Alex Thullen Ceramics
The experimental process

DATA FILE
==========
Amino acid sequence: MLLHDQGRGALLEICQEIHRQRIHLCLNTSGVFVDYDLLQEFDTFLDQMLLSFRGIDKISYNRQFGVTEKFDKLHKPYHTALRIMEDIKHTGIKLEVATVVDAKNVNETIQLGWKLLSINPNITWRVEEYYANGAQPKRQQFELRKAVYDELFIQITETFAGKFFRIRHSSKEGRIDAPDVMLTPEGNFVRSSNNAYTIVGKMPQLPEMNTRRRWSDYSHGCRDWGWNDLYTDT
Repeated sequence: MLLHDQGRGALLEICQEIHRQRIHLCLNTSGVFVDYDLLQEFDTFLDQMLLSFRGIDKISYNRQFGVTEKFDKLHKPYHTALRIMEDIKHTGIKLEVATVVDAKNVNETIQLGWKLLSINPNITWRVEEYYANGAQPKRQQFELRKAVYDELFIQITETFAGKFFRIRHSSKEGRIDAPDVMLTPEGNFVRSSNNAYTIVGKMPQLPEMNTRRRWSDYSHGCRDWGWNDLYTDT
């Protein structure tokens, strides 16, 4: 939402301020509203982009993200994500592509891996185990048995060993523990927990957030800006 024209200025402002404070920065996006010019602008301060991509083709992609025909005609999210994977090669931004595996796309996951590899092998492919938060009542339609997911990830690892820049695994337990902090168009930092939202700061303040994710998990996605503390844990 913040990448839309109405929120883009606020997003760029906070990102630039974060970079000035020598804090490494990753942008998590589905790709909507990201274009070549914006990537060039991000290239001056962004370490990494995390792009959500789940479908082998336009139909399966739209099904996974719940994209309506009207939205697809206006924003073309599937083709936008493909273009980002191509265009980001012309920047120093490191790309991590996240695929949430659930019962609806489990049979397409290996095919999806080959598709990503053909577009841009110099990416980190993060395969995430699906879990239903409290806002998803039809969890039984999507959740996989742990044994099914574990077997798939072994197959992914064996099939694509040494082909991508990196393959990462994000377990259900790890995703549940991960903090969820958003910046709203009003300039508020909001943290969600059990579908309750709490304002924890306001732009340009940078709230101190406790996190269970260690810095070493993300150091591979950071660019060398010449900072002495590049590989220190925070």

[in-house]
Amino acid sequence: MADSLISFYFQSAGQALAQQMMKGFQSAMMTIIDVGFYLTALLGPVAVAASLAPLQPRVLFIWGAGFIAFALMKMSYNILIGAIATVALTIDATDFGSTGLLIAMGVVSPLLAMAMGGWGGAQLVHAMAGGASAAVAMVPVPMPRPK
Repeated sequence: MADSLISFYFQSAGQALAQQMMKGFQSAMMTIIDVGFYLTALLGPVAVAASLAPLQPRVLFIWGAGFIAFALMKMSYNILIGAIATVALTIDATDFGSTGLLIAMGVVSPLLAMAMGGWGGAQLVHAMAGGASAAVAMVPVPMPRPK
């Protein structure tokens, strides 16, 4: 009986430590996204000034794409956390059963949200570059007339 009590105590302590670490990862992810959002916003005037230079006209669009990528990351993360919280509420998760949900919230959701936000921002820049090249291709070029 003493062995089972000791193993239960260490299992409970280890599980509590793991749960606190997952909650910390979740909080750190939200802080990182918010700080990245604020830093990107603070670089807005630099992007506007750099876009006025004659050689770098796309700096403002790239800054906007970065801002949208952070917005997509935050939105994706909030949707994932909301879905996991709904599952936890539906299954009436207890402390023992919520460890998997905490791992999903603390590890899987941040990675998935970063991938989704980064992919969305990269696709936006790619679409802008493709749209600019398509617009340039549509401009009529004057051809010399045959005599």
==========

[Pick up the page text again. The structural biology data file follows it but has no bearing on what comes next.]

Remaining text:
I'm not about to pretend that this is a healthy habit, but I'm stuck with it. I've known that this was going to be a big part of my ceramics process since my first Clay class in High School. One of the first things that attracted me to the process was the idea that I wasn't just limited to the horrible auto-paint-esque surfaces that came in those commercial plastic jars. It was freedom, not just to create, but to explore and to continue to explore indefinitely. The idea that there is literally no end to what could potentially be achieved through research and experimentation into the glaze surface is one of the most seductive and alluring qualities that the ceramics process has to offer. It also means I make very little work relative to the amount of time spent in the studio, since it is a very time-consuming process, but ultimately, the results are one of the most rewarding aspects of the making for me.
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